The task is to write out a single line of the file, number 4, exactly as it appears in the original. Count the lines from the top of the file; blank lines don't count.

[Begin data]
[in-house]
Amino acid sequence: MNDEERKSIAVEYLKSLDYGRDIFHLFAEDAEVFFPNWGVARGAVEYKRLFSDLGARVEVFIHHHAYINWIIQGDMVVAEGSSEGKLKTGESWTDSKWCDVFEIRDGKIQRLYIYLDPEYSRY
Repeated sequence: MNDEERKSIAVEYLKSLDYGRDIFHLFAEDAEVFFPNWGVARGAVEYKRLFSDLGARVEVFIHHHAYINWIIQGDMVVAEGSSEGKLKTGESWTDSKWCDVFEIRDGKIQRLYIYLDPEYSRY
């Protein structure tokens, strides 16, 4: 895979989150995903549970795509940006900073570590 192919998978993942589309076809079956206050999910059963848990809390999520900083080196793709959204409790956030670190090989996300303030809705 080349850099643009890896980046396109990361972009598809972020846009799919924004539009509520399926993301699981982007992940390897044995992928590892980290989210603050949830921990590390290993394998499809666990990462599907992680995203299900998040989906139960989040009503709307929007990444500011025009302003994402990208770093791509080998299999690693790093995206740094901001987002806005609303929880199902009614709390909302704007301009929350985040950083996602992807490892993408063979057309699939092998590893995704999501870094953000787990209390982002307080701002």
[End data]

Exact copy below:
């Protein structure tokens, strides 16, 4: 895979989150995903549970795509940006900073570590 192919998978993942589309076809079956206050999910059963848990809390999520900083080196793709959204409790956030670190090989996300303030809705 080349850099643009890896980046396109990361972009598809972020846009799919924004539009509520399926993301699981982007992940390897044995992928590892980290989210603050949830921990590390290993394998499809666990990462599907992680995203299900998040989906139960989040009503709307929007990444500011025009302003994402990208770093791509080998299999690693790093995206740094901001987002806005609303929880199902009614709390909302704007301009929350985040950083996602992807490892993408063979057309699939092998590893995704999501870094953000787990209390982002307080701002």